A total of 377 complete reviews were published in CDSR Issue 2, 1998. Thirty one Cochrane Collaborative Review Groups contributed to these reviews, with the greatest representation (33%) from the Cochrane Pregnancy and Childbirth Group.
Figure outlines the status in CDSR Issue 2, 2002 of all the original reviews from CDSR Issue 2, 1998. During this time period, 14 reviews were withdrawn and one was split, leaving 362 reviews that were present in both issues of CDSR. Of these 362 reviews, approximately one third (38%) had been updated with new included studies, one third (32%) had re-run searches but included no new studies, and 30% had not been updated at all. The median number of studies per review increased from 5 (range 0 to 72) in 1998 to 6 (range 0 to 108) in 2002. Of the 254 updated reviews with and without new studies included, only 23 (9%) had a changed conclusion.
The status of all the reviews from CDSR Issue 2, 1998 in CDSR Issue 2, 2002.
Of the 137 reviews updated with new studies, 18 reviews were excluded from our analysis because a summary statistic for the primary outcome was not available in one or both versions of the review, for example, if the review authors decided that the results of the included studies were not suitable for meta-analysis. Nine of these reviews had a change of conclusion and nine were unchanged. For the reviews with an unchanged conclusion, seven of the nine did not have a summary analysis available in either versions of the review, and two changed their research question resulting in a change in primary outcome. In the nine reviews with a changed conclusion, three did not have a summary analysis available in either version of the review and in four reviews either the research question changed or the outcomes examined changed resulting in a change in conclusion. In the remaining two reviews with a changed conclusion, a meta-analysis was not possible in the 1998 version and was then subsequently possible in the 2002 version.
This left 119 reviews in which new studies had been added to the updated review and for which data were available from the meta-analysis of the primary outcome from both 1998 and 2002. Further analysis was conducted only on these reviews to determine the effects of updating.
Ratio of confidence intervals
Relative precision of the review pairs has been determined as a ratio of the width of the CI in 2002 to the width of the CI in 1998. For 85 of the 119 reviews (71%), the width of the CI around the primary outcome changed by less than 20% as a result of adding new studies (Figure ). Of these, the width of the CI increased, remained the same, or decreased in five, 36, and 44 of the updated reviews respectively. For the five reviews with widened CIs, two had the same number of studies but had re-extracted the data from their original studies and in the other three reviews the updated meta-analysis led to only a small change in the precision (ratio range 1.04–1.11). The mean ratio of the width of the CI in 2002 to the width of the CI in 1998 was 0.81 (95% CI; 0.75, 0.86). For reviews with unchanged conclusions (n = 105) and changed conclusions (n = 14), this ratio was 0.85 (0.81, 0.89) and 0.56 (0.36, 0.81), respectively.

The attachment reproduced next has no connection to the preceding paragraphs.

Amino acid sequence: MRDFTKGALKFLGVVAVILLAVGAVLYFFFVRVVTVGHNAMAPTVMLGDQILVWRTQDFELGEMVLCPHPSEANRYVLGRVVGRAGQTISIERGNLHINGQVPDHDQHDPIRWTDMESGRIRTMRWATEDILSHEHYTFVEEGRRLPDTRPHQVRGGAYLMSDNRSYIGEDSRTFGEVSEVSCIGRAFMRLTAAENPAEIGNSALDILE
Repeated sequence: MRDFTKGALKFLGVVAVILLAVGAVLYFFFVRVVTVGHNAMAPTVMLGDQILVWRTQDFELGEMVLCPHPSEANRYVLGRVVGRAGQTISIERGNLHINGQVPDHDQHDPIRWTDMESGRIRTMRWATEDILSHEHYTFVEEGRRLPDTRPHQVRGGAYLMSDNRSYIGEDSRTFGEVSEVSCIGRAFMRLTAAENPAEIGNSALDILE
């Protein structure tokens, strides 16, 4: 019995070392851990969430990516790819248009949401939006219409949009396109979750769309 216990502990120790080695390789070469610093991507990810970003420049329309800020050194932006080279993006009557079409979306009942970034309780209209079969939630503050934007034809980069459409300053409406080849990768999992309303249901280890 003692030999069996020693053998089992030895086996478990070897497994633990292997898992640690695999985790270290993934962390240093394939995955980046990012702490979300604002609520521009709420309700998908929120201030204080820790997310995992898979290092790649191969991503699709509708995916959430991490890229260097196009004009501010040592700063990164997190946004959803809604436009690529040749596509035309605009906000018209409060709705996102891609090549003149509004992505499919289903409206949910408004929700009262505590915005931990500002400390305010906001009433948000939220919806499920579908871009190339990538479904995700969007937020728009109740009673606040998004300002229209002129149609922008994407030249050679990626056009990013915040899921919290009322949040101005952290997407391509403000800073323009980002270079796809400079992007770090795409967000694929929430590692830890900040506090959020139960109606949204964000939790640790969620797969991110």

Ratios of confidence intervals of the summary statistic of the primary outcome of Cochrane reviews from Issue 2, 2002 to Issue 2, 1998.
An increase in the precision of the CI in 2002 compared to 1998 (that is, a decrease in the width of the CI in 2002), increased the odds of a change in conclusion of the systematic review. In particular, for each percentage increase in the precision of the CI in 2002, the odds of a change in conclusion were 3.3% (95% CI; 1.0%, 5.6%) higher than the previous odds. Therefore, for a 19.1% increase in precision, as was observed on average between 1998 and 2002, the odds of a change in conclusion were 85.7% (95% CI; 21.1%, 184.6%) higher than those of no change in precision.
Determination of significance change
Of the 119 reviews, 11 summary statistics of the primary outcome changed statistical significance between 1998 and 2002. Five changed from significant (p < 0.05) to non-significant (p ≥ 0.05), while the remaining six changed from non-significant to significant.
For the 11 reviews where there was a change in statistical significance of the summary statistic for the primary outcome, four reviews changed conclusion (36.4%). Of the 108 reviews where there was no change in the statistical significance, 10 reviews changed conclusion (9.3%). The difference in these percentages was 27.1% (95% CI; 0.7%, 60.3%).
Ten of the 14 reviews that changed conclusion did not have a change in significance of their summary statistic for the primary outcome. For eight of these reviews, the change in conclusion was related to a change for an outcome other than the primary outcome. Of the remaining two reviews, the change in conclusion in one was related to a sub-group analysis, and for the other review, the 1998 analysis was significant but based on only one small trial, and a further trial confirmed this in the 2002 review leading the review authors to be firmer in their conclusions.